The world watched in shock as police dragged a 69-year-old doctor off an overbooked United Airlines flight after he refused to voluntarily leave the plane. In a series of viral videos which angered netizens and travellers, one of which you can see below, the man is seen bleeding from his mouth after getting his head slammed onto an armrest. 

So how is it possible for a flight to be overbooked? It just seems like trouble waiting to happen, which it did. Before you rethink your holiday travel plans, here’s everything you need to know about overbooking and how much money the airline owes you should it ever happen:

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Yes, overbooking flights is legal

Many have asked: Can airlines legally force someone to get off an aircraft because they sold too many seats? Unfortunately, yes, and it says so clearly in the “conditions of contract” that comes with every flight booking.

If it is any consolation, though, what happened on the United flight is extremely rare because, when passengers need to be bumped off, the negotiations typically happen at the check-in counters.

It’s more common than you think

Overbooking is a common industry practice, and not just in the airline business. Hotels, for example, do it too. On busy routes, during peak travel seasons and when heavy discounts are offered to entice travellers, airlines will sell more tickets than there are seats.

The simple reason for this is that 5 to 15 per cent of passengers simply do not turn up for their flights. The tricky part is how many extra tickets to sell, and this is decided by applying algorithms that look at historical trends and traveller profiles.

united airlines overbooking legal rights
Overbooking flights is common practice, and not just in the aviation industry. Hotels do it too. (Photo: Pixabay)

No-shows, for example, tend to be higher in the United States and Europe. In Asia, people are more inclined to show up when they say they will, experts say.

Because of this, Asian carriers tend to be more conservative when it comes to overselling than their American and European counterparts. No-shows are also more common on domestic compared to international flights, as travellers have less to lose with cheaper fares.

On flights that are popular with corporate travellers, there is also a higher chance of people not turning up because meetings may get postponed or cancelled. Plus, it is less painful to bear the cost of missing a flight when someone else pays.

On such flights, airlines oversell more since they expect more people to not show up. Of course, this also increases the risk of being bumped off because predictions are ultimately just that.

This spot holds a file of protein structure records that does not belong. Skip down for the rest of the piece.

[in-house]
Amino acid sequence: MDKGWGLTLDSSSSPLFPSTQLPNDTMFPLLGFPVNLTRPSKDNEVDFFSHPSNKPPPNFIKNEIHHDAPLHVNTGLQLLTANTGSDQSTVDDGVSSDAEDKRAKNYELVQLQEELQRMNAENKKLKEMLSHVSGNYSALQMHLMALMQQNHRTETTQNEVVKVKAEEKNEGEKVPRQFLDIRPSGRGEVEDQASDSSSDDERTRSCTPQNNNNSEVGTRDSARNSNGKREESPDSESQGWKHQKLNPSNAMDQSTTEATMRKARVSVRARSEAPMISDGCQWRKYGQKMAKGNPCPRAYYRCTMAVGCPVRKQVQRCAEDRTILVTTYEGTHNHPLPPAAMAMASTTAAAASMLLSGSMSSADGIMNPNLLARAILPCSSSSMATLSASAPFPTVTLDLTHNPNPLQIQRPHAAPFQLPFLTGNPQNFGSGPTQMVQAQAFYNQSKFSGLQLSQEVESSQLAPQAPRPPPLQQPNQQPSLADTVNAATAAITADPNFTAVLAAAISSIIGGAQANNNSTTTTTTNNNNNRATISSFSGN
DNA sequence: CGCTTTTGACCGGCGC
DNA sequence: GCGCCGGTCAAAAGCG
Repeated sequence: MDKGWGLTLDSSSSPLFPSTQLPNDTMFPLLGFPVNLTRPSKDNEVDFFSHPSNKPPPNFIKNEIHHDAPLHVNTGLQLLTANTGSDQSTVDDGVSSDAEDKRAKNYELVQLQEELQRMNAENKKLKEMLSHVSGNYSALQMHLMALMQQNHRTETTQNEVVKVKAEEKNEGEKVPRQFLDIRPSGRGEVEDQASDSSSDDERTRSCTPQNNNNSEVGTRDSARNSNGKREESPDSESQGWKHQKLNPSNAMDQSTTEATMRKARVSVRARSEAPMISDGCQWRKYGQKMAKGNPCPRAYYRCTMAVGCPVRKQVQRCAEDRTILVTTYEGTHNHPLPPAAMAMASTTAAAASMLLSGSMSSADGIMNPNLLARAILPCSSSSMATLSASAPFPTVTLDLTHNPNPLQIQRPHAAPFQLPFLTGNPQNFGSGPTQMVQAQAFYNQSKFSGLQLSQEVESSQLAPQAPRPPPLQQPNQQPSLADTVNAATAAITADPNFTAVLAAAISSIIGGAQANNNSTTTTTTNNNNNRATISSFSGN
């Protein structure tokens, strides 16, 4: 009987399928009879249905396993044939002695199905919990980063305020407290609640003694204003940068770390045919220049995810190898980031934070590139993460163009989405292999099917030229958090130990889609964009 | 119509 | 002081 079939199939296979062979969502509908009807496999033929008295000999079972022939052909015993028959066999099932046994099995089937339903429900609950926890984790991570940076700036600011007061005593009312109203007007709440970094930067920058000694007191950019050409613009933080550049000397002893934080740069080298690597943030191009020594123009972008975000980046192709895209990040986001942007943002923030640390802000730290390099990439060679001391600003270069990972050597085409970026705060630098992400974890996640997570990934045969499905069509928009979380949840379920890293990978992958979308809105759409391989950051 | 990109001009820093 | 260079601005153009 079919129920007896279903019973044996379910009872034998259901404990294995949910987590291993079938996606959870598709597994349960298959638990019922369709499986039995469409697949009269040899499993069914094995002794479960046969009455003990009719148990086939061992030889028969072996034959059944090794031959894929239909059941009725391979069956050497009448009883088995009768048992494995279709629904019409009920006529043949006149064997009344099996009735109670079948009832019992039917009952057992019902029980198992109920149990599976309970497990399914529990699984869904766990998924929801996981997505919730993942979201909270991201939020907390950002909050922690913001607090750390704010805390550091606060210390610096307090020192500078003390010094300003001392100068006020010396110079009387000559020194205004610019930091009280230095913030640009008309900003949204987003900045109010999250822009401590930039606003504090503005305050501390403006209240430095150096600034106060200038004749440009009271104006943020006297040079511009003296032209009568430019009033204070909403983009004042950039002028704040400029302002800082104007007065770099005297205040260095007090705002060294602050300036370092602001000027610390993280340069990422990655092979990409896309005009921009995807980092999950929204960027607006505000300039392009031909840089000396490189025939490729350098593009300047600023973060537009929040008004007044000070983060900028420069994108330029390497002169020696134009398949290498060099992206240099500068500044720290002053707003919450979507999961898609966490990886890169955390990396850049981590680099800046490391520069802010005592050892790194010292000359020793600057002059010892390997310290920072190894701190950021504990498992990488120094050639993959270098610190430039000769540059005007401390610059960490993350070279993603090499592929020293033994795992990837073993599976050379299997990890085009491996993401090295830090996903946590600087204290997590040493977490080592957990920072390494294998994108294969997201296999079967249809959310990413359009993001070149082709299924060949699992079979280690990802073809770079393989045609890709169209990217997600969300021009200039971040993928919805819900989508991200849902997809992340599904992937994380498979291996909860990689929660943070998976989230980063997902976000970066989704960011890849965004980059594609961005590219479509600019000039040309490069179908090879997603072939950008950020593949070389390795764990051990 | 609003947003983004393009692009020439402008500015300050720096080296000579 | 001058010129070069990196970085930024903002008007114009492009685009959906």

(Photo: Pixabay)

What happens when a flight is overbooked?

The first course of action is for airlines to seek volunteers with cash and other forms of compensation.

Laws stipulate compensation amounts in the US and Europe. Elsewhere, including in Singapore, the actual payout is negotiated between the airline and customer. In the US, travellers are entitled to get up to US$675 (S$948) if rescheduled to arrive within one to two hours of the original time, and up to US$1,350 if the delay is longer. Problems arise when airlines cannot find enough volunteers.

So, how to reduce the risk of being bumped off?

1. Confirm your interest to travel as early as possible with advance online or mobile check-in. Pick your seats and, where available, meals.

When flights are overbooked, airlines are more likely to approach travellers who have not done the confirmation.

2. Turn up early at the airport. If you are already in the transit hall with your boarding pass, you are probably safer than someone who turns up at the counter late.

Who’s Most At Risk?

When all fails and airlines have to force people off, it is good to be aware that the first to be inconvenienced are probably those who rarely fly the airline. Frequent customers always get better service.

Also at risk: Those who travel alone, young people who may not mind hanging around for extra cash and those who bought the cheapest tickets.

Those flying point-to-point are also more at risk than travellers with connecting flights as it would be more troublesome for the airline to make alternative arrangements for the longer journeys.

Like it or not, there is always a risk of being bumped off a flight and little recourse for travellers when this happens. But when airlines cross the line, as United did, it is they who will pay the price and lose business.

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Text: Karamjit Kaur, The Straits Times / Additional Reporting: Elizabeth Liew